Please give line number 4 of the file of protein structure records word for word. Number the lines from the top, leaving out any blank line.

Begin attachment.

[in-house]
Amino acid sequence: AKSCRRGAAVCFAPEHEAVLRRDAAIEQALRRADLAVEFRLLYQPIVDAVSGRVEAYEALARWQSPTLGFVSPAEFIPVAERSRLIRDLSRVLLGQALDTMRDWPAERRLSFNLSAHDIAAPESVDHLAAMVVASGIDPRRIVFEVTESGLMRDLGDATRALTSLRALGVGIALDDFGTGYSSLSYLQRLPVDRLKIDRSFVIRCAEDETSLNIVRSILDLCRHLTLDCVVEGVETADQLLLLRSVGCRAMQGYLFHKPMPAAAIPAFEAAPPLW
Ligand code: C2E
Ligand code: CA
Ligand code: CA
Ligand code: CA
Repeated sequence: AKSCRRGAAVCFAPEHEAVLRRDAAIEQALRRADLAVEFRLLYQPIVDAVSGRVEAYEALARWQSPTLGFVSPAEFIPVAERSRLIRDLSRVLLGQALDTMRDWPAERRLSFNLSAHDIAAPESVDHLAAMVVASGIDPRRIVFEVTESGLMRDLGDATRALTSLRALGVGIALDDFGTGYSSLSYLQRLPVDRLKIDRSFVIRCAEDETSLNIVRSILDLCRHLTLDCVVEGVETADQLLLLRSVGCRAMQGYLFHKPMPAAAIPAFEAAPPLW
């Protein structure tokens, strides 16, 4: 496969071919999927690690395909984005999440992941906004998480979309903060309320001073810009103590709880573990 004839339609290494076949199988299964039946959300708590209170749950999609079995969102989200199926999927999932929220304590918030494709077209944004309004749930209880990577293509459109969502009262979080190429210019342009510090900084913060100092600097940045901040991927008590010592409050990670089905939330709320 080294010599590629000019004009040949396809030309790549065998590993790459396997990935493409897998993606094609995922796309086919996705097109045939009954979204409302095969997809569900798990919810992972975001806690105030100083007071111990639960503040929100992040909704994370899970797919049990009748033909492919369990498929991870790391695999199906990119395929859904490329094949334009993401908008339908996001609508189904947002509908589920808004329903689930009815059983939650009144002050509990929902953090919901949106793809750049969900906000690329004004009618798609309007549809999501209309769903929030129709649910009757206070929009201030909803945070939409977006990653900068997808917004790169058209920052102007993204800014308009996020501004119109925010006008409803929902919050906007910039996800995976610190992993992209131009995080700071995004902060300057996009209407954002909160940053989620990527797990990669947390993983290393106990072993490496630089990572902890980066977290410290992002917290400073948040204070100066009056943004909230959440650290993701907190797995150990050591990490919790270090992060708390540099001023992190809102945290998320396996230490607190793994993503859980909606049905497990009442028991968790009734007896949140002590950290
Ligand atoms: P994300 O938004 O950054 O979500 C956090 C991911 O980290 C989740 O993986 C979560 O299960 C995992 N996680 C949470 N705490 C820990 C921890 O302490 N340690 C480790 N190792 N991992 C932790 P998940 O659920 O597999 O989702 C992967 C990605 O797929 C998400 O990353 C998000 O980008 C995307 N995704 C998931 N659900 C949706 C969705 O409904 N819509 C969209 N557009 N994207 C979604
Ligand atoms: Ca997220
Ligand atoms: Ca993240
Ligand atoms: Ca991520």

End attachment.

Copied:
Ligand code: CA